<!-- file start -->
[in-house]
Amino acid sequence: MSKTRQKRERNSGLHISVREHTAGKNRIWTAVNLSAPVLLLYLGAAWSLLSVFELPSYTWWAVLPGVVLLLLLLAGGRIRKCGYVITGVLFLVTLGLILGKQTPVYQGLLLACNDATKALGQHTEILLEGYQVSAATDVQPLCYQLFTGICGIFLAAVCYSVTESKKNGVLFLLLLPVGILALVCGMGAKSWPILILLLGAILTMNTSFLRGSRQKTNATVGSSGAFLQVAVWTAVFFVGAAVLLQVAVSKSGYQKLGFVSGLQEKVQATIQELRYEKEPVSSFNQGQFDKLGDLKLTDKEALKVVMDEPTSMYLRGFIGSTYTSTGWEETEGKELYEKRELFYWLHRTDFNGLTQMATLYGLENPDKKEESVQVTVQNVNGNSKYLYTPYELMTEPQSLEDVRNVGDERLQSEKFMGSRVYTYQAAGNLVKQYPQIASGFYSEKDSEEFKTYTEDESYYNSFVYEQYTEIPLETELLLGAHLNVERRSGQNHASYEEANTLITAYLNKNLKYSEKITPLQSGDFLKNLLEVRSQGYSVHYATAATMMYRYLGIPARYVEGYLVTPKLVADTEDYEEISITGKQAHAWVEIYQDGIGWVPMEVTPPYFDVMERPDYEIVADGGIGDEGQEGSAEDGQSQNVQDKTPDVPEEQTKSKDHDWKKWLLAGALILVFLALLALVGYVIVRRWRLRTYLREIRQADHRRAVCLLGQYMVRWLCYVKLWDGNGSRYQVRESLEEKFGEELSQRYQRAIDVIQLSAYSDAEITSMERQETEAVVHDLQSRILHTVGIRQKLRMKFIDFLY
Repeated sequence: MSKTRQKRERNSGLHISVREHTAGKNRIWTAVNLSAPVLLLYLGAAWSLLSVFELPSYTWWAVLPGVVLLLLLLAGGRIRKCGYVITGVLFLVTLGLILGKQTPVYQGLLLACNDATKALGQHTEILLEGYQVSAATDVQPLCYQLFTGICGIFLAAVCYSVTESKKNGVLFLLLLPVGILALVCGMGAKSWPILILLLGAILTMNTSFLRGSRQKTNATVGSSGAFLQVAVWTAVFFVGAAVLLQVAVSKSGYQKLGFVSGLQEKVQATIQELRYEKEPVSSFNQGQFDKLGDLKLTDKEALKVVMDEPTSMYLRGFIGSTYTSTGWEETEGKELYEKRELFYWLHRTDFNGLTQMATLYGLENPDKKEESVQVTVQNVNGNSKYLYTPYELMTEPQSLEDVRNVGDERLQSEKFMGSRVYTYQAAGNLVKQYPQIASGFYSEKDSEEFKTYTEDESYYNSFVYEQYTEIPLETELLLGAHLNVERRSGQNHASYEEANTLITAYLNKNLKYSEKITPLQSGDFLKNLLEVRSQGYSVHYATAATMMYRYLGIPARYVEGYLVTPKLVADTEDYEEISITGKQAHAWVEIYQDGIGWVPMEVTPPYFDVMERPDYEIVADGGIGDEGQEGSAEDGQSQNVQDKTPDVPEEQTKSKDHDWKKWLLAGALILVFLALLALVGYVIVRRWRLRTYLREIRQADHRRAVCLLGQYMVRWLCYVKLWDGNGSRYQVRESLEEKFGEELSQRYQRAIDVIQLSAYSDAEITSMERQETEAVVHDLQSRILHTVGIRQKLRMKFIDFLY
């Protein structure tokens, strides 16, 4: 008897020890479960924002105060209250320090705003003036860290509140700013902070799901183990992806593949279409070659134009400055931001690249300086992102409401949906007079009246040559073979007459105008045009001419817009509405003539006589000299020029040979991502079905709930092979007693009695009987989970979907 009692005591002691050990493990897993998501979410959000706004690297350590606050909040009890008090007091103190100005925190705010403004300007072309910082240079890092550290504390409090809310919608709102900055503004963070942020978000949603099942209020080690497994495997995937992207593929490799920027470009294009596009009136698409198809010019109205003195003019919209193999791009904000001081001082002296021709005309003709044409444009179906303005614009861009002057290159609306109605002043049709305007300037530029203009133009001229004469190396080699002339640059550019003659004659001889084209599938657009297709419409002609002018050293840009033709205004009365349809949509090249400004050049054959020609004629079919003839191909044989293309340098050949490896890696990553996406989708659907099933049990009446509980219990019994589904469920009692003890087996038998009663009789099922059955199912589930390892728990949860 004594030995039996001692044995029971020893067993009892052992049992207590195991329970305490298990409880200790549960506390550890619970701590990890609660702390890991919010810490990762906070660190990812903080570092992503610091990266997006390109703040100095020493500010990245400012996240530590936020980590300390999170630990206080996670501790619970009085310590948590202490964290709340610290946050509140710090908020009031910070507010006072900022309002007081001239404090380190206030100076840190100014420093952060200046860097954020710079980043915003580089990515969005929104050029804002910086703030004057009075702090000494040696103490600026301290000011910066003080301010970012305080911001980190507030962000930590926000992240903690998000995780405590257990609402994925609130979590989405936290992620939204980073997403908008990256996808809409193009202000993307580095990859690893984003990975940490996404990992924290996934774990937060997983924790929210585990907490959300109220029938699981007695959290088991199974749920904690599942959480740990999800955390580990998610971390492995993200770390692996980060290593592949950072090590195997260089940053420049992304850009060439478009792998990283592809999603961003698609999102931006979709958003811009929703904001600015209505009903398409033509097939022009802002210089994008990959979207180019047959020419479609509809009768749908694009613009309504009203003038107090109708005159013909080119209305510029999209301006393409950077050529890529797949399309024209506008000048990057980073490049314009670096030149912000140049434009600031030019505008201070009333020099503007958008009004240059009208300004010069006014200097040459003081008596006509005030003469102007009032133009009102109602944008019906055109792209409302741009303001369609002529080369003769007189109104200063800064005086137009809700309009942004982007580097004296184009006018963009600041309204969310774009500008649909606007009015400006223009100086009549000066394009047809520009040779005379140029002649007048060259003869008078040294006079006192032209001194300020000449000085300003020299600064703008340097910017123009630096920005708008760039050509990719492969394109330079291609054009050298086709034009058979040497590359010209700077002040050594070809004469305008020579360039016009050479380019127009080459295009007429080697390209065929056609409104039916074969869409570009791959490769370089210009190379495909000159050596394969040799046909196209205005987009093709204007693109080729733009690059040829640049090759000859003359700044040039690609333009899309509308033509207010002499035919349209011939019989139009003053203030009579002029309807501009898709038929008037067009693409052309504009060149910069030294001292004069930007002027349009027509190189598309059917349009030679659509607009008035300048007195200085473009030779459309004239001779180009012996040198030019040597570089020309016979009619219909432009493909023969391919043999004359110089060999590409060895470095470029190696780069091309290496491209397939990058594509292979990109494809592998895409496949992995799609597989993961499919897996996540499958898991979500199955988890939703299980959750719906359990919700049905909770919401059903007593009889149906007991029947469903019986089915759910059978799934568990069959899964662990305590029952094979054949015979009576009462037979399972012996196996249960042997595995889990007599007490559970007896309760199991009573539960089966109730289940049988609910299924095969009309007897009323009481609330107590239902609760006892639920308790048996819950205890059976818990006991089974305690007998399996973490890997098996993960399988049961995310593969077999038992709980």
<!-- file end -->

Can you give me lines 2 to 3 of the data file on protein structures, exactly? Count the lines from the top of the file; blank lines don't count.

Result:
Amino acid sequence: MSKTRQKRERNSGLHISVREHTAGKNRIWTAVNLSAPVLLLYLGAAWSLLSVFELPSYTWWAVLPGVVLLLLLLAGGRIRKCGYVITGVLFLVTLGLILGKQTPVYQGLLLACNDATKALGQHTEILLEGYQVSAATDVQPLCYQLFTGICGIFLAAVCYSVTESKKNGVLFLLLLPVGILALVCGMGAKSWPILILLLGAILTMNTSFLRGSRQKTNATVGSSGAFLQVAVWTAVFFVGAAVLLQVAVSKSGYQKLGFVSGLQEKVQATIQELRYEKEPVSSFNQGQFDKLGDLKLTDKEALKVVMDEPTSMYLRGFIGSTYTSTGWEETEGKELYEKRELFYWLHRTDFNGLTQMATLYGLENPDKKEESVQVTVQNVNGNSKYLYTPYELMTEPQSLEDVRNVGDERLQSEKFMGSRVYTYQAAGNLVKQYPQIASGFYSEKDSEEFKTYTEDESYYNSFVYEQYTEIPLETELLLGAHLNVERRSGQNHASYEEANTLITAYLNKNLKYSEKITPLQSGDFLKNLLEVRSQGYSVHYATAATMMYRYLGIPARYVEGYLVTPKLVADTEDYEEISITGKQAHAWVEIYQDGIGWVPMEVTPPYFDVMERPDYEIVADGGIGDEGQEGSAEDGQSQNVQDKTPDVPEEQTKSKDHDWKKWLLAGALILVFLALLALVGYVIVRRWRLRTYLREIRQADHRRAVCLLGQYMVRWLCYVKLWDGNGSRYQVRESLEEKFGEELSQRYQRAIDVIQLSAYSDAEITSMERQETEAVVHDLQSRILHTVGIRQKLRMKFIDFLY
Repeated sequence: MSKTRQKRERNSGLHISVREHTAGKNRIWTAVNLSAPVLLLYLGAAWSLLSVFELPSYTWWAVLPGVVLLLLLLAGGRIRKCGYVITGVLFLVTLGLILGKQTPVYQGLLLACNDATKALGQHTEILLEGYQVSAATDVQPLCYQLFTGICGIFLAAVCYSVTESKKNGVLFLLLLPVGILALVCGMGAKSWPILILLLGAILTMNTSFLRGSRQKTNATVGSSGAFLQVAVWTAVFFVGAAVLLQVAVSKSGYQKLGFVSGLQEKVQATIQELRYEKEPVSSFNQGQFDKLGDLKLTDKEALKVVMDEPTSMYLRGFIGSTYTSTGWEETEGKELYEKRELFYWLHRTDFNGLTQMATLYGLENPDKKEESVQVTVQNVNGNSKYLYTPYELMTEPQSLEDVRNVGDERLQSEKFMGSRVYTYQAAGNLVKQYPQIASGFYSEKDSEEFKTYTEDESYYNSFVYEQYTEIPLETELLLGAHLNVERRSGQNHASYEEANTLITAYLNKNLKYSEKITPLQSGDFLKNLLEVRSQGYSVHYATAATMMYRYLGIPARYVEGYLVTPKLVADTEDYEEISITGKQAHAWVEIYQDGIGWVPMEVTPPYFDVMERPDYEIVADGGIGDEGQEGSAEDGQSQNVQDKTPDVPEEQTKSKDHDWKKWLLAGALILVFLALLALVGYVIVRRWRLRTYLREIRQADHRRAVCLLGQYMVRWLCYVKLWDGNGSRYQVRESLEEKFGEELSQRYQRAIDVIQLSAYSDAEITSMERQETEAVVHDLQSRILHTVGIRQKLRMKFIDFLY